European Union leaders are meeting in Brussels today and tomorrow to discuss the ongoing refugee and migration crisis, in what the United Nations cautioned may be the last chance to create a coherent response to end the suffering and exploitation of refuges and migrants.
“This is a crisis of political will combined with lack of European unity that is resulting in management mayhem,” said UN High Commissioner for Refugees António Guterres.
“When in 1956, 200,000 Hungarians fled to Austria and Yugoslavia, not only were people properly received, but a relocation programme was quickly put into place and 140,000 people were relocated to other countries,” he noted.
“What was possible then should be possible now. Tomorrow’s EU Council meeting is absolutely crucial to overcome Europe’s divisions and create needed political commitment and momentum.”
The Office of the High Commissioner (UNHCR) has urged that the creation of 120,000 additional places for refugees be approved this week. It also noted that the refugee relocation programme cannot be implemented properly without adequate reception facilities in countries where refugees are entering Europe.
On average, 6,000 people arrive in Europe each day, and many tens of thousands are likely to require assistance at any given time.
In addition to the relocation programme, UNHCR has proposed a number of measures to help Europe resolve the crisis, including strong European support for the immediate creation of facilities in Greece to receive, assist, register and screen refugees arriving by sea. Similar facilities may also be required in Serbia or other EU countries.
It also called for the commencement of the relocation of 40,000 refugees to participating EU countries, as previously agreed, to be expanded with voluntary pledges by EU States for an additional 120,000 places, a figure UNCHR notes will likely increase in the future.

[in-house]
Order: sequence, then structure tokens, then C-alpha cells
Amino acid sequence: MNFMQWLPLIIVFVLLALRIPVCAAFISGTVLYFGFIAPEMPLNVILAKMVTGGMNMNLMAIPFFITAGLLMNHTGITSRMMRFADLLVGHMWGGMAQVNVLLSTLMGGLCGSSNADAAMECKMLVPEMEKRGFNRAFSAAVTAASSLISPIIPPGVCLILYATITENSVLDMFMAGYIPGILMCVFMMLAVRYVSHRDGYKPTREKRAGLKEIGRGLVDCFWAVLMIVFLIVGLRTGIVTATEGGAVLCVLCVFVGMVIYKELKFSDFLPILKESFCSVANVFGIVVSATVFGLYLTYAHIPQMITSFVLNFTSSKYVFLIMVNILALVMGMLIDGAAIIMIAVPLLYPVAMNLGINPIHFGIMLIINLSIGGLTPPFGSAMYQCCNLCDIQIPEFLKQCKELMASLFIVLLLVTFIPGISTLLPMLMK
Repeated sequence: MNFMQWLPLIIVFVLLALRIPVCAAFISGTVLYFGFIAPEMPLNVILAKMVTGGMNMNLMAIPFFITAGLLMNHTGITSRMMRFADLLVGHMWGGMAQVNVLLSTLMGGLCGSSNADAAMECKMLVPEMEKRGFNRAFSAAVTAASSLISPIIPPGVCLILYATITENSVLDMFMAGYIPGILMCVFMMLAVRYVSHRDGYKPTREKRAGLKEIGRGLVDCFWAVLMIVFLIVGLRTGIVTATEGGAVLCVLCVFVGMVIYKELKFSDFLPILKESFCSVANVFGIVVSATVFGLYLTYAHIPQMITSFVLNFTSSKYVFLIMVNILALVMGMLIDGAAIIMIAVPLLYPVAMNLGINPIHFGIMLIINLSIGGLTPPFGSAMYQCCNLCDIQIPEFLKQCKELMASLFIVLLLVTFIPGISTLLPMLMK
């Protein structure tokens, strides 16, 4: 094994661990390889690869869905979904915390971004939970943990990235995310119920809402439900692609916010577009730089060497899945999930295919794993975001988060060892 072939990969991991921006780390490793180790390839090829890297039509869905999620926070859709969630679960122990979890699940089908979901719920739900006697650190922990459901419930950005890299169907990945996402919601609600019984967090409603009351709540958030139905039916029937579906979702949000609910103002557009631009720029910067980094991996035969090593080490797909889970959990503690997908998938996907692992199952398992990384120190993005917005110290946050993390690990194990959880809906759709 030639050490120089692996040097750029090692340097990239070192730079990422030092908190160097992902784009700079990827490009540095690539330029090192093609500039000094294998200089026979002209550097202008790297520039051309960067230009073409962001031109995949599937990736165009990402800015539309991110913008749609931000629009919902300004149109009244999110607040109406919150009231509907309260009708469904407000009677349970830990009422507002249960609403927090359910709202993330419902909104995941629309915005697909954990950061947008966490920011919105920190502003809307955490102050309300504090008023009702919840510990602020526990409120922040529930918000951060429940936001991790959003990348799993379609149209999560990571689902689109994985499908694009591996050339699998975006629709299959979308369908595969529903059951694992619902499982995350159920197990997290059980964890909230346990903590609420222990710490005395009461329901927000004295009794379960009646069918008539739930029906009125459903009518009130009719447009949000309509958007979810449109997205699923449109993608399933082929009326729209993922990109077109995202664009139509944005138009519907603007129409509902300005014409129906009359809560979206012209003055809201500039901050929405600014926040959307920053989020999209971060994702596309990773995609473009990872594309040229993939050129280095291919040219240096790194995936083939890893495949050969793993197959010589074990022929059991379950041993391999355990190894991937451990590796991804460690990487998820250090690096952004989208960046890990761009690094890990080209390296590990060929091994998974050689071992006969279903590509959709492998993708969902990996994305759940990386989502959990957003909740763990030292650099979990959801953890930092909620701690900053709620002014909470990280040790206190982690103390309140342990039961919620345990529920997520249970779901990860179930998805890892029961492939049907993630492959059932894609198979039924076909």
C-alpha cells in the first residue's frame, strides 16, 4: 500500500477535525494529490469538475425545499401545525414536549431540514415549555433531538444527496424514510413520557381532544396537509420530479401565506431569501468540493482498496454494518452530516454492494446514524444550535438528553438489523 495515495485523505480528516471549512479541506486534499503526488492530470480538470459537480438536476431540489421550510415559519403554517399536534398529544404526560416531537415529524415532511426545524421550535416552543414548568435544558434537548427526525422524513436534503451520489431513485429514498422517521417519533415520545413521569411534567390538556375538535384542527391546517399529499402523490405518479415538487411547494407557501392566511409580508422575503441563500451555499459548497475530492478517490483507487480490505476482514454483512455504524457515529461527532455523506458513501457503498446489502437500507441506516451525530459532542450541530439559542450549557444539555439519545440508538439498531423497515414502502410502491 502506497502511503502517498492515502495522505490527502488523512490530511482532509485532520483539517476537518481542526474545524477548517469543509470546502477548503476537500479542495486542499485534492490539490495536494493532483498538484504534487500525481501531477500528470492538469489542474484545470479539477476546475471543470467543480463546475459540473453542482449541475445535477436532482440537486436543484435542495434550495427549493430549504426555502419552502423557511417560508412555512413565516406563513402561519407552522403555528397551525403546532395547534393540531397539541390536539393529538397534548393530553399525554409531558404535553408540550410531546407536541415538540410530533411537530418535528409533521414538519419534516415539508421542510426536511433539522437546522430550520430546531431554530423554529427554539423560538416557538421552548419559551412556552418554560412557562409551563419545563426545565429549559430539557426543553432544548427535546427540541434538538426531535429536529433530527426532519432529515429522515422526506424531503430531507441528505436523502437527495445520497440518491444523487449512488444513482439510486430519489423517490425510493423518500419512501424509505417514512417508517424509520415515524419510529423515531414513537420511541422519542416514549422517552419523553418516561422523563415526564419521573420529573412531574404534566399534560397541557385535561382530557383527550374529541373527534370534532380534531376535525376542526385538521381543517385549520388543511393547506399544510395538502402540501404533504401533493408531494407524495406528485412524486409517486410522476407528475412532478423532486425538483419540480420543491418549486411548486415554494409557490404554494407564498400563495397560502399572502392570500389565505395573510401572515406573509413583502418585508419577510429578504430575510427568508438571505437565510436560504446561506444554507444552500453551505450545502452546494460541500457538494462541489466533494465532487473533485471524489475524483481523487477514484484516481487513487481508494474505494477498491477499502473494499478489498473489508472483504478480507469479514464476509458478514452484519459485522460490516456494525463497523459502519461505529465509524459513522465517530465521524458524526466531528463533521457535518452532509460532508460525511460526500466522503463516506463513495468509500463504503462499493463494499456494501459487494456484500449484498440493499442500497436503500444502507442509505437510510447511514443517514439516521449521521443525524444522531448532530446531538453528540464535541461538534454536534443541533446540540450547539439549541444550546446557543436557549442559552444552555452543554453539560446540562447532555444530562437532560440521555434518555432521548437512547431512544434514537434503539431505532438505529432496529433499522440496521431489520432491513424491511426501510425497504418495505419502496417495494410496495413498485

Measures are also needed to provide additional humanitarian funding and structural support to countries hosting refugee populations, including an increase in opportunities for Syrian refugees to access legal channels to the EU, including enhanced resettlement and humanitarian admission, family reunification and humanitarian and student visas.
UNHCR also noted the need to strengthen the mechanisms for the humane return of people not in need of international protection using the search-and-rescue operation FRONTEX.
Only a united European emergency response can address the present refugee and migration crisis, cautioned UNHCR, noting that Europe can no longer afford to continue with a disjointed approach that creates “chaos and desperation” among thousands of refugees.
“This may be the last opportunity for a coherent European response to manage a crisis that is increasing suffering and exploitation of refugees and migrants and tension between countries,” the agency stated.